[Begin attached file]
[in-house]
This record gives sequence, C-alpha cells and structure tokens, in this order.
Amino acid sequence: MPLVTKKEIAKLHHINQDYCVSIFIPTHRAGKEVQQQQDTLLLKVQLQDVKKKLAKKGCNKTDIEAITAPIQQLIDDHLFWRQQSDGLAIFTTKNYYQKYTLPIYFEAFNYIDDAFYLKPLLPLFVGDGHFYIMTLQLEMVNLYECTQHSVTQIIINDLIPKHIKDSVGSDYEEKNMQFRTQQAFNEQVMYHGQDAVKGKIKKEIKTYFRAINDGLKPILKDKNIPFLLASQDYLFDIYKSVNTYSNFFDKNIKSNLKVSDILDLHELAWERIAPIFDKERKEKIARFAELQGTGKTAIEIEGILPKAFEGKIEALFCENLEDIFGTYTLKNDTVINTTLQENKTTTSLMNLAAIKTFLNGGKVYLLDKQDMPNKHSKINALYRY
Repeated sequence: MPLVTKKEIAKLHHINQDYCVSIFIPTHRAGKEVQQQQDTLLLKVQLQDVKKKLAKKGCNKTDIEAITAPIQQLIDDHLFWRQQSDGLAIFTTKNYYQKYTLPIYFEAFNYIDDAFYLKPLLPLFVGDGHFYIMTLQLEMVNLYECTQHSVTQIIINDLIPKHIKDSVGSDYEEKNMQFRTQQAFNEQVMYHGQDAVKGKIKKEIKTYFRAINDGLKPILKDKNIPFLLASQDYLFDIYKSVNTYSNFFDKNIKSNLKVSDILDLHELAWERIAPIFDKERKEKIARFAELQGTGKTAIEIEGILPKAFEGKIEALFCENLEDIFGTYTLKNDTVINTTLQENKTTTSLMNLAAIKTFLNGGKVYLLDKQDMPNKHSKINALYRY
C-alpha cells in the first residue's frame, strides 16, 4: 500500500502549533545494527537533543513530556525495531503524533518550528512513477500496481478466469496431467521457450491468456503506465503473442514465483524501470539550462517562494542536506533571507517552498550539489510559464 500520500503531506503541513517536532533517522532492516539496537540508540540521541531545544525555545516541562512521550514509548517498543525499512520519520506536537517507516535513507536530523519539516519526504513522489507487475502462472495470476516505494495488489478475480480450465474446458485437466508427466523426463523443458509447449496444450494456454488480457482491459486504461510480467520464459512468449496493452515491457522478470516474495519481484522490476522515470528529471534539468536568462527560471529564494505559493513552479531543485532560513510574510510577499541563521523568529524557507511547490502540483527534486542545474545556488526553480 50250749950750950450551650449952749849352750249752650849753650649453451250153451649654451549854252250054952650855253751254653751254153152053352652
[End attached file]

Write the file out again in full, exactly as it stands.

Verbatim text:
[in-house]
This record gives sequence, C-alpha cells and structure tokens, in this order.
Amino acid sequence: MPLVTKKEIAKLHHINQDYCVSIFIPTHRAGKEVQQQQDTLLLKVQLQDVKKKLAKKGCNKTDIEAITAPIQQLIDDHLFWRQQSDGLAIFTTKNYYQKYTLPIYFEAFNYIDDAFYLKPLLPLFVGDGHFYIMTLQLEMVNLYECTQHSVTQIIINDLIPKHIKDSVGSDYEEKNMQFRTQQAFNEQVMYHGQDAVKGKIKKEIKTYFRAINDGLKPILKDKNIPFLLASQDYLFDIYKSVNTYSNFFDKNIKSNLKVSDILDLHELAWERIAPIFDKERKEKIARFAELQGTGKTAIEIEGILPKAFEGKIEALFCENLEDIFGTYTLKNDTVINTTLQENKTTTSLMNLAAIKTFLNGGKVYLLDKQDMPNKHSKINALYRY
Repeated sequence: MPLVTKKEIAKLHHINQDYCVSIFIPTHRAGKEVQQQQDTLLLKVQLQDVKKKLAKKGCNKTDIEAITAPIQQLIDDHLFWRQQSDGLAIFTTKNYYQKYTLPIYFEAFNYIDDAFYLKPLLPLFVGDGHFYIMTLQLEMVNLYECTQHSVTQIIINDLIPKHIKDSVGSDYEEKNMQFRTQQAFNEQVMYHGQDAVKGKIKKEIKTYFRAINDGLKPILKDKNIPFLLASQDYLFDIYKSVNTYSNFFDKNIKSNLKVSDILDLHELAWERIAPIFDKERKEKIARFAELQGTGKTAIEIEGILPKAFEGKIEALFCENLEDIFGTYTLKNDTVINTTLQENKTTTSLMNLAAIKTFLNGGKVYLLDKQDMPNKHSKINALYRY
C-alpha cells in the first residue's frame, strides 16, 4: 500500500502549533545494527537533543513530556525495531503524533518550528512513477500496481478466469496431467521457450491468456503506465503473442514465483524501470539550462517562494542536506533571507517552498550539489510559464 500520500503531506503541513517536532533517522532492516539496537540508540540521541531545544525555545516541562512521550514509548517498543525499512520519520506536537517507516535513507536530523519539516519526504513522489507487475502462472495470476516505494495488489478475480480450465474446458485437466508427466523426463523443458509447449496444450494456454488480457482491459486504461510480467520464459512468449496493452515491457522478470516474495519481484522490476522515470528529471534539468536568462527560471529564494505559493513552479531543485532560513510574510510577499541563521523568529524557507511547490502540483527534486542545474545556488526553480 50250749950750950450551650449952749849352750249752650849753650649453451250153451649654451549854252250054952650855253751254653751254153152053352652